Today's Takeaway: NYPD and Wall Street Protesters Clash

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Monday, October 03, 2011

NYPD and Wall Street Protesters Clash; Amanda Knox Appeal Trial Nears Verdict; This Week's Agenda: Wall Street Protests, Jobs Bill, Ben Bernanke; Listener Responses: Bank of America's New Charges; What's Next for the Occupy Wall Street Movement?; Supreme Court Starts New Term; Senate Passes Bill to Alter China's Currency Practices; Perry Criticized Over Offensively Named Hunting Ground; Bill O'Reilly on Lincoln, Obama, and the GOP Candidates

Top of the Hour: Amanda Knox Appeal, Morning Headlines

Amanda Knox, the American student who was convicted of murdering her roommate while studying in Italy, told an Italian appeals court she's innocent and the accusations against her are groundless. Knox and a co-defendant were convicted of murder in 2009. She was sentenced to 26 years in prison.


Protests Spread After 700 Occupy Wall Street Protesters Arrested

Over 700 protesters from the Occupy Wall Street movement were arrested on Saturday while attempting to cross the Brooklyn Bridge. Police said the arrests were made because protesters were obstructing the roadway, though many protesters have charged that the NYPD tricked them by allowing them onto the bridge. The movement, now in its third week, has spread from a handful of protesters in New York's Zuccotti Park to demonstrations in Boston, Washington, Denver, Los Angeles, and other cities.

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Haqqani Leader Denies Killing Rabbani

Siraj Haqqani, a key leader of the Afghan militant group known as the Haqqani network, told the BBC over the weekend it was not responsible for the assassination of Burhanuddin Rabbani, the head of Afghanistan's High Peace Council. The Haqqanis, who in recent weeks have been blamed for an attack on the U.S. embassy in Kabul, have been described as "the Sopranos of the Afghanistan war" by The New York Times. The U.S. has long accused the Haqqanis of working for Pakistan's spy agency, the ISI.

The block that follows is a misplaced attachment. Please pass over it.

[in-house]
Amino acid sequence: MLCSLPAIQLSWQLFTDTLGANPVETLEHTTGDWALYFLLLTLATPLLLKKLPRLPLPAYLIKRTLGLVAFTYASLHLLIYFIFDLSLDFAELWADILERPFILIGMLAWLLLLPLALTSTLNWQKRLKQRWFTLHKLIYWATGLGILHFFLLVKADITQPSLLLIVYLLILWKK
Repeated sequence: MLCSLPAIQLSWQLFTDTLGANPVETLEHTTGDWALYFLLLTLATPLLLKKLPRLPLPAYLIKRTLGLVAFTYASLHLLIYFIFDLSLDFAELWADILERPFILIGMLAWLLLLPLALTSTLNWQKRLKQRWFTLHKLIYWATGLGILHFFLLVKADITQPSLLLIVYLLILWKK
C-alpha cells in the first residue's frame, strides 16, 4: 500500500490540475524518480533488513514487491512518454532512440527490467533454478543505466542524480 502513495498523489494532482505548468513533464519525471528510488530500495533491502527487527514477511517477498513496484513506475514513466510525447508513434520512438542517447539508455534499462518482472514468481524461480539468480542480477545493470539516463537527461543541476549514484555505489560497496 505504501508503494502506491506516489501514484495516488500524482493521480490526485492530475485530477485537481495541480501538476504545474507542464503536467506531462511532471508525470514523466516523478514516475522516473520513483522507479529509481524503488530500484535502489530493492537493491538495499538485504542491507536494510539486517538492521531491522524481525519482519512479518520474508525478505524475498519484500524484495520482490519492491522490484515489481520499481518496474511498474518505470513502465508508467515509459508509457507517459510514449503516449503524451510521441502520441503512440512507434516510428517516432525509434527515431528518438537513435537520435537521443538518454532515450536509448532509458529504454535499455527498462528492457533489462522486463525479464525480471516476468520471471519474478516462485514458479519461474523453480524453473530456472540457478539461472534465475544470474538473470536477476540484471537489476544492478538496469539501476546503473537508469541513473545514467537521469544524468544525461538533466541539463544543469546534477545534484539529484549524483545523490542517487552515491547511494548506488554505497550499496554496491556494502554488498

This Week's Agenda: Wall Street Protests, Jobs Bill, Ben Bernanke

The New York police department arrested over 700 Occupy Wall Street protesters Saturday, for allegedly walking across the Brooklyn Bridge's roadway, instead of using the pedestrian path. Now in its third week, the movement has spread to other cities around the nation. Meanwhile, Fed Chairman Ben Bernanke is scheduled to testify before Congress tomorrow on the economic outlook for the country, and unemployment figures are set to be released Friday, as President Obama continues to push his jobs bill. And Nevada has moved its caucus date back, ahead of Florida's, which will likely affect the race for the Republican nomination.


Weekend NFL Roundup

Week 4 of the new NFL season saw the Detroit Lions come back from 24 points down to beat the Dallas Cowboys, giving the Lions a 4-0 record. Nando di Fino, sports reporter for The Wall Street Journal, was watching all of yesterday's games and gives his analysis.


What's Next for the Occupy Wall Street Movement?

The Occupy Wall Street protests have been gaining momentum since they began in downtown Manhattan two weeks ago. More than a few pundits have noted the leaderless movement is using Arab Spring-style tactics as their inspiration. Like the protests in Tahrir Square in Cairo, Occupy Wall Street supporters are extremely adept at using social media to spread their message. Their camp in the Financial District's Zuccotti Park is impressively organized, with a reception area, media zone, medical clinic, library and cafeteria. But despite structure on the ground, one criticism that’s been repeatedly levied at them is their lack of unified demands. The protesters want to end greed and corruption but don’t necessarily agree as to what that means in practice. 

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Top of the Hour: Markets Down After Greek Debt Announcement, Morning Headlines

World markets fell this morning after the Greek government announced its austerity measures have failed at reining in the country's deficit. Greece will run out of cash in two weeks if it does not receive another bailout loan.


Supreme Court Begins New Term

The Supreme Court begins a new term on Monday. Rather than ruling on the rights of corporations, as it has done in recent terms, the Court has criminal justice, free speech, and religion cases on the docket. Cases that are likely to grab headlines include when police can track cars with GPS devices, and whether sexual content may air on television at times when children may be watching. But one case may overshadow all of the others: President Obama's health care policy, which requires that most people buy health insurance by 2014.